To select your area of interest, use the pan and zoom features on the map. To display values within your area of interest, hover your mouse over the map. The name of the data layers, latitude/longitude, date, time, and the value at the given location will appear. If you click on the map in any location covered by a multi-dimensional model or grid, a data chart window showing the data trends over time will appear. More information can be found in the Data Charts section of this document.
The timer slider bar at the bottom of the map can be used to view the various time intervals of data available. The interval available will vary depending on which data layer you are viewing. More information about using the time slider can be found in the Time Slider section of this documentation. Depending on your zoom level and internet speed, these time intervals layers could take awhile to appear so be patient as these layers load. Once you do have them in the cache they will load more quickly as you step forward and backwards through the time.
The data layer legend on the right hand shows the color scale that is used to represent the unit of measurement. You can change the palette and scale settings by clicking on the color bar. Select among the different color palettes using the drop down menu. The legend scale can be changed by either adjusting the scale slider, or by clicking on the gear icon and entering or advancing the bounds control interval. When the map is zoomed in, the scale and color for that area can be automatically set for the data in view by clicking the Autoset for data view button.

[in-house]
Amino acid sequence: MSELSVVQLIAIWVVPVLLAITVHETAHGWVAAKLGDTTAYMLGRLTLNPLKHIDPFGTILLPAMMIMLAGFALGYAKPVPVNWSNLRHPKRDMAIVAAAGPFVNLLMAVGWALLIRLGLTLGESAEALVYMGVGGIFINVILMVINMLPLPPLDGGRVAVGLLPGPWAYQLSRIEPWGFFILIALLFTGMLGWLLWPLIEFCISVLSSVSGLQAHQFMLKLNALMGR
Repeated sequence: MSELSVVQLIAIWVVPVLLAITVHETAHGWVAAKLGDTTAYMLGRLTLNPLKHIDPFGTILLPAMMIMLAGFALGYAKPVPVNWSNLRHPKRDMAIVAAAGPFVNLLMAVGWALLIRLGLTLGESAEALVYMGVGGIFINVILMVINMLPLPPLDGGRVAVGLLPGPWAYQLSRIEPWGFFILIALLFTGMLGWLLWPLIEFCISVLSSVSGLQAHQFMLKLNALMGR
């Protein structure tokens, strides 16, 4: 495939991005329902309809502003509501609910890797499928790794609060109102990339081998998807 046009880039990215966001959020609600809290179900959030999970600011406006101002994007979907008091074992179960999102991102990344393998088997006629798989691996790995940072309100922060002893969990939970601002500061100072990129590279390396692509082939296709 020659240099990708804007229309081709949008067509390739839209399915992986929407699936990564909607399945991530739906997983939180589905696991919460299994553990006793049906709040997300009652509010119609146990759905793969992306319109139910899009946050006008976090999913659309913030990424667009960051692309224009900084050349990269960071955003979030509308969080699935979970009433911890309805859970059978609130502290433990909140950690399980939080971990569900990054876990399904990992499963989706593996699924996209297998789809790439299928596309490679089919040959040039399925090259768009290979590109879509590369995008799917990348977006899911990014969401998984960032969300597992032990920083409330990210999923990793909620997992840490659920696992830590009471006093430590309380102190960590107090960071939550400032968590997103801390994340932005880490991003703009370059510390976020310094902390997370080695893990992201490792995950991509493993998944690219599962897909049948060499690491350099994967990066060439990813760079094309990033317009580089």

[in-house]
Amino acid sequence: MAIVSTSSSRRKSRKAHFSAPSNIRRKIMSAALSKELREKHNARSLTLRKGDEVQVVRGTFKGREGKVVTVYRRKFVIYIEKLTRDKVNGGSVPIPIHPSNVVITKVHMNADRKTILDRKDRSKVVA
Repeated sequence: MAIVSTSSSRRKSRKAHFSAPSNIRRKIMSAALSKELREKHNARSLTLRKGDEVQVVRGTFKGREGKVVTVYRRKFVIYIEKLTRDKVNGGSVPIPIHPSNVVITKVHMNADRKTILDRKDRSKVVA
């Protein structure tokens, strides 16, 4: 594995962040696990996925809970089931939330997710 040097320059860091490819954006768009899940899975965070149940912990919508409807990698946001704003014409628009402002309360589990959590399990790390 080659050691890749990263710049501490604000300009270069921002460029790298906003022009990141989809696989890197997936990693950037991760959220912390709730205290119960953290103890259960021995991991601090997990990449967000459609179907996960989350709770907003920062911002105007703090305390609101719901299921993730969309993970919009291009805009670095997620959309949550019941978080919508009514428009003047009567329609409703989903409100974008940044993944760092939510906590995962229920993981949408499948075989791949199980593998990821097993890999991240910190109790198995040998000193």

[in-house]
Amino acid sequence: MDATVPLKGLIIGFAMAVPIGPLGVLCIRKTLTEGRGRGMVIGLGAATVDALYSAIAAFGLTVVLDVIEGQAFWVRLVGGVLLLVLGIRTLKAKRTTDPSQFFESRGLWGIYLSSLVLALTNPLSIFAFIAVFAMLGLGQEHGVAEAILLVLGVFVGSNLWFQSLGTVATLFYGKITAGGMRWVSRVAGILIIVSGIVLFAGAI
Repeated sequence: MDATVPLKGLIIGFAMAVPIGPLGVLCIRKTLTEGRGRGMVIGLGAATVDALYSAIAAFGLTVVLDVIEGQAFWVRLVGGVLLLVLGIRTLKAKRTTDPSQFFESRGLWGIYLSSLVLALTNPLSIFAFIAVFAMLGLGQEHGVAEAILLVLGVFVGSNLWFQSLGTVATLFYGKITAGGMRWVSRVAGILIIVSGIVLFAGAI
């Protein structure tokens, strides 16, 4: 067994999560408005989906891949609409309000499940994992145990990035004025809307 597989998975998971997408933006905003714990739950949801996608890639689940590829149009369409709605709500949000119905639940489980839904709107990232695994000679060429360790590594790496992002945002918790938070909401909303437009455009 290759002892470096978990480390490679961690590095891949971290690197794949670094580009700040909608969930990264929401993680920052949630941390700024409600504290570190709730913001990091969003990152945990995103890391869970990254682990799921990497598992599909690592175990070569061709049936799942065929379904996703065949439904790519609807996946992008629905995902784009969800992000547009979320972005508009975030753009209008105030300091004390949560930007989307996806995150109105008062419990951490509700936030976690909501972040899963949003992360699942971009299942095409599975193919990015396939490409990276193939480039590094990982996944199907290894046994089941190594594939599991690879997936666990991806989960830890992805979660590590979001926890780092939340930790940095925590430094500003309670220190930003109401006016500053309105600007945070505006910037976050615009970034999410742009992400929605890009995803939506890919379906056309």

Historical data are data that are one month old or older. Historical data available through the portal were sometimes collected in real-time and subsequently archived; other historical data are ingested from local or national archives upon stakeholder request.
These features and more will be explored more thoroughly in upcoming updates to this documentation.